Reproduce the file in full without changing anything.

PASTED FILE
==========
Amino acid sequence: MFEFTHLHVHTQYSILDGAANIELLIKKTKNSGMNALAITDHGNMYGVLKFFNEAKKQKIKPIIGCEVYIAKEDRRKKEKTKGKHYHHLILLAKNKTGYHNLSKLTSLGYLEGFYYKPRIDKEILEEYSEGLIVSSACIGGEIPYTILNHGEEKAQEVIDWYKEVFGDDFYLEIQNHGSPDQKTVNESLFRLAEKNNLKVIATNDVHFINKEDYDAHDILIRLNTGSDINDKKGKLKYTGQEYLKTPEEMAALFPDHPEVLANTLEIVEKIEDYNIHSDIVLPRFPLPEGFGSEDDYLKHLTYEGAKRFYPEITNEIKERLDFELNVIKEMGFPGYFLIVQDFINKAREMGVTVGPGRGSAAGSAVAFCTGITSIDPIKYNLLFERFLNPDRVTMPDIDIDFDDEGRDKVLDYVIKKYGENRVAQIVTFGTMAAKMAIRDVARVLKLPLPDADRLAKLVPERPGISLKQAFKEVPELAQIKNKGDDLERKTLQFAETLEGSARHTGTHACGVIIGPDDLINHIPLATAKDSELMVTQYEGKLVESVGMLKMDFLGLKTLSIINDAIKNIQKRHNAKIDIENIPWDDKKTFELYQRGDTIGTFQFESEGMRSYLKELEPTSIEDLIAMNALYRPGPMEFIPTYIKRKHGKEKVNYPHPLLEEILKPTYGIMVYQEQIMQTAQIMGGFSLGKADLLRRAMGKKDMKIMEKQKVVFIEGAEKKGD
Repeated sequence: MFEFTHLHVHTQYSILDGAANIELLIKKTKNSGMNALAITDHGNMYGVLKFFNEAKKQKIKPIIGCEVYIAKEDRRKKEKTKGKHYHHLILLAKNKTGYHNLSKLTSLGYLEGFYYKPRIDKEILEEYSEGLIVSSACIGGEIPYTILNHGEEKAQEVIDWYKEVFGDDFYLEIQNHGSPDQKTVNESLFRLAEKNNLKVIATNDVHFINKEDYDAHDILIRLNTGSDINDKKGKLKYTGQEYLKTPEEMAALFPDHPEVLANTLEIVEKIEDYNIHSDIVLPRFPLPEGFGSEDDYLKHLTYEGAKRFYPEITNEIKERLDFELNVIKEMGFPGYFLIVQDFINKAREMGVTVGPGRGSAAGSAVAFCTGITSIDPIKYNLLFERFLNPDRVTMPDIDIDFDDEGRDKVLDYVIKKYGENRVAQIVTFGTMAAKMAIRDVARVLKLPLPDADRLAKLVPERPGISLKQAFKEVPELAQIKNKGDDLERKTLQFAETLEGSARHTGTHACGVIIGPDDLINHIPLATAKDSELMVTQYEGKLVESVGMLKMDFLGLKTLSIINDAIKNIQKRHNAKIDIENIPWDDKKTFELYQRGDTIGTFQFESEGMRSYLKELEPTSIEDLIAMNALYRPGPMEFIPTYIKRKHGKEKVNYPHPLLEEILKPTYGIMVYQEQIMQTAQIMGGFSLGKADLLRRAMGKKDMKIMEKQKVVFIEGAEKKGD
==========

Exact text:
Amino acid sequence: MFEFTHLHVHTQYSILDGAANIELLIKKTKNSGMNALAITDHGNMYGVLKFFNEAKKQKIKPIIGCEVYIAKEDRRKKEKTKGKHYHHLILLAKNKTGYHNLSKLTSLGYLEGFYYKPRIDKEILEEYSEGLIVSSACIGGEIPYTILNHGEEKAQEVIDWYKEVFGDDFYLEIQNHGSPDQKTVNESLFRLAEKNNLKVIATNDVHFINKEDYDAHDILIRLNTGSDINDKKGKLKYTGQEYLKTPEEMAALFPDHPEVLANTLEIVEKIEDYNIHSDIVLPRFPLPEGFGSEDDYLKHLTYEGAKRFYPEITNEIKERLDFELNVIKEMGFPGYFLIVQDFINKAREMGVTVGPGRGSAAGSAVAFCTGITSIDPIKYNLLFERFLNPDRVTMPDIDIDFDDEGRDKVLDYVIKKYGENRVAQIVTFGTMAAKMAIRDVARVLKLPLPDADRLAKLVPERPGISLKQAFKEVPELAQIKNKGDDLERKTLQFAETLEGSARHTGTHACGVIIGPDDLINHIPLATAKDSELMVTQYEGKLVESVGMLKMDFLGLKTLSIINDAIKNIQKRHNAKIDIENIPWDDKKTFELYQRGDTIGTFQFESEGMRSYLKELEPTSIEDLIAMNALYRPGPMEFIPTYIKRKHGKEKVNYPHPLLEEILKPTYGIMVYQEQIMQTAQIMGGFSLGKADLLRRAMGKKDMKIMEKQKVVFIEGAEKKGD
Repeated sequence: MFEFTHLHVHTQYSILDGAANIELLIKKTKNSGMNALAITDHGNMYGVLKFFNEAKKQKIKPIIGCEVYIAKEDRRKKEKTKGKHYHHLILLAKNKTGYHNLSKLTSLGYLEGFYYKPRIDKEILEEYSEGLIVSSACIGGEIPYTILNHGEEKAQEVIDWYKEVFGDDFYLEIQNHGSPDQKTVNESLFRLAEKNNLKVIATNDVHFINKEDYDAHDILIRLNTGSDINDKKGKLKYTGQEYLKTPEEMAALFPDHPEVLANTLEIVEKIEDYNIHSDIVLPRFPLPEGFGSEDDYLKHLTYEGAKRFYPEITNEIKERLDFELNVIKEMGFPGYFLIVQDFINKAREMGVTVGPGRGSAAGSAVAFCTGITSIDPIKYNLLFERFLNPDRVTMPDIDIDFDDEGRDKVLDYVIKKYGENRVAQIVTFGTMAAKMAIRDVARVLKLPLPDADRLAKLVPERPGISLKQAFKEVPELAQIKNKGDDLERKTLQFAETLEGSARHTGTHACGVIIGPDDLINHIPLATAKDSELMVTQYEGKLVESVGMLKMDFLGLKTLSIINDAIKNIQKRHNAKIDIENIPWDDKKTFELYQRGDTIGTFQFESEGMRSYLKELEPTSIEDLIAMNALYRPGPMEFIPTYIKRKHGKEKVNYPHPLLEEILKPTYGIMVYQEQIMQTAQIMGGFSLGKADLLRRAMGKKDMKIMEKQKVVFIEGAEKKGD